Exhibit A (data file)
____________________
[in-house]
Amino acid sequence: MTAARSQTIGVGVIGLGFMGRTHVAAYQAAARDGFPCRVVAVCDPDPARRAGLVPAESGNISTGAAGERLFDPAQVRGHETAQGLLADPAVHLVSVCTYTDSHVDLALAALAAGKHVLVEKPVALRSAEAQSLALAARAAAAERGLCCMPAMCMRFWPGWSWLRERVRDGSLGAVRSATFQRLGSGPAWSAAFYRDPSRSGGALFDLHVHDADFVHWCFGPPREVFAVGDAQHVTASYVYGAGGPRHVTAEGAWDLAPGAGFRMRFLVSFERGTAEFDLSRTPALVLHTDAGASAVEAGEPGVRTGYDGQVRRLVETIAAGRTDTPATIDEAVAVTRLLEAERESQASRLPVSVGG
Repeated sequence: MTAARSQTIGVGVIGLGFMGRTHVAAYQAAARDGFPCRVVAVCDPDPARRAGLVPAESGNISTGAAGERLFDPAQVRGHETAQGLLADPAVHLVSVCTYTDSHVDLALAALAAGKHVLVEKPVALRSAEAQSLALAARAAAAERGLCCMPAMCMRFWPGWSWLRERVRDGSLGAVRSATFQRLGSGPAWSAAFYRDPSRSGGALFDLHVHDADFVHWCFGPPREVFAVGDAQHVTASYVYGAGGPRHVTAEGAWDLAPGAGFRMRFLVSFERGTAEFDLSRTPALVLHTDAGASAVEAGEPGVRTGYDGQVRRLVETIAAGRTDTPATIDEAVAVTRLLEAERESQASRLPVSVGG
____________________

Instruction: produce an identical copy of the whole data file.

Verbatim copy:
[in-house]
Amino acid sequence: MTAARSQTIGVGVIGLGFMGRTHVAAYQAAARDGFPCRVVAVCDPDPARRAGLVPAESGNISTGAAGERLFDPAQVRGHETAQGLLADPAVHLVSVCTYTDSHVDLALAALAAGKHVLVEKPVALRSAEAQSLALAARAAAAERGLCCMPAMCMRFWPGWSWLRERVRDGSLGAVRSATFQRLGSGPAWSAAFYRDPSRSGGALFDLHVHDADFVHWCFGPPREVFAVGDAQHVTASYVYGAGGPRHVTAEGAWDLAPGAGFRMRFLVSFERGTAEFDLSRTPALVLHTDAGASAVEAGEPGVRTGYDGQVRRLVETIAAGRTDTPATIDEAVAVTRLLEAERESQASRLPVSVGG
Repeated sequence: MTAARSQTIGVGVIGLGFMGRTHVAAYQAAARDGFPCRVVAVCDPDPARRAGLVPAESGNISTGAAGERLFDPAQVRGHETAQGLLADPAVHLVSVCTYTDSHVDLALAALAAGKHVLVEKPVALRSAEAQSLALAARAAAAERGLCCMPAMCMRFWPGWSWLRERVRDGSLGAVRSATFQRLGSGPAWSAAFYRDPSRSGGALFDLHVHDADFVHWCFGPPREVFAVGDAQHVTASYVYGAGGPRHVTAEGAWDLAPGAGFRMRFLVSFERGTAEFDLSRTPALVLHTDAGASAVEAGEPGVRTGYDGQVRRLVETIAAGRTDTPATIDEAVAVTRLLEAERESQASRLPVSVGG